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nasty and vindictive question mark the quality of the discourse is getting more invective. tom: i think it will continue to get worse. david: yesterday bob shrum said that one of the key things to look at was the ted cruz race in texas and if it were to flip, that would indicate a blue wave. tom: absolutely. flip, butpect it to it is closer than it should be. if that does go, all bets are off. david: is the house gone anyway? tom: i think so. talking to people in california, new york, new jersey, you could get to the 24 or so house seats in those states alone. i can't see us holding on to the house of representatives. david: great to have you on, tom. that's mercury public strategy partner, tom doherty. coming up, wendy sherman, longtime diplomat, discusses her experiences with iran. that's coming up next.
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this is bloomberg. ♪
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"balanceu are watching of power." u.s. sanctions start to bite and wendy sherman was one of the key negotiators of the iran nuclear deal. her wheel is the under secretary of state for senior affairs. she has just missed a new book, not for the faint of heart, lessons encourage, power, and assistance. she joins us now from washington. welcome, congratulations. you.: thank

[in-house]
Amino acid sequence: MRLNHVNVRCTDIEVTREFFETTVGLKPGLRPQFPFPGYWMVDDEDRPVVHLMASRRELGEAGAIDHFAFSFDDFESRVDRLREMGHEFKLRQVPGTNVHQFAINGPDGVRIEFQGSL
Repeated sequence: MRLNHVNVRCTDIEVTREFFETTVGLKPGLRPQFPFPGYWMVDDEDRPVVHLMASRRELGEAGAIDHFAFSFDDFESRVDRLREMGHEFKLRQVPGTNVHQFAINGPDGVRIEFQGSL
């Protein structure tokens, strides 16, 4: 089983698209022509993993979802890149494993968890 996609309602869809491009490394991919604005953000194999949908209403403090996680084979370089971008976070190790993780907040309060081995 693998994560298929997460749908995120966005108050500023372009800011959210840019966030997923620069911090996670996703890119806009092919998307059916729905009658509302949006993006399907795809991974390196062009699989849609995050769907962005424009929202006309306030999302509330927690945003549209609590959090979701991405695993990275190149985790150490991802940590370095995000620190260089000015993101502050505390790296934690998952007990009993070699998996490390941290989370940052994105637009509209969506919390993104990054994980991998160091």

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david: so much of the book is about a tsonga trying to get the deal with the iranians. explain to us how you got there and why it was important. it's very much up for grabs right now. wendy: yes, it's very much up for grabs right now. look, the president of the united states, barack obama, under the we were in a tough of greathout a lot alternatives. iran was on a path to get a new your weapon, meaning they could soject enormous power, more than they currently have, determining our actions and all overhe oil market the place in ways that would not be good for the world economy. so, when he thought -- i could on the sites and he commissioned a weapon that would be able to do underground sites, but it might lead to a broader war and you cannot bomb away someone's knowledge. he knew, even the critics knew
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thoseran would re-create facilities and do so underground and in secret and we would have to tom again in another couple of years. on, but keep sanctions sanctions don't stop a nuclear program. they just get people to the negotiating table and we could come back to that in terms of .hat trump is currently doing when the europeans started negotiating with iran in the early 2000's, they had 164 centrifuges and by the time we all got really serious about the negotiations, that was 19,000 centrifuges and even with all of those quite egregious sanctions on them. he thought that negotiations were the way to go. he established a secret channel helped by the then chairman at the time john kerry, who had established a relationship with the sultan of oman, the conduit for these discussions. that was brought into the multilateral negotiations that i led under secretary kerry and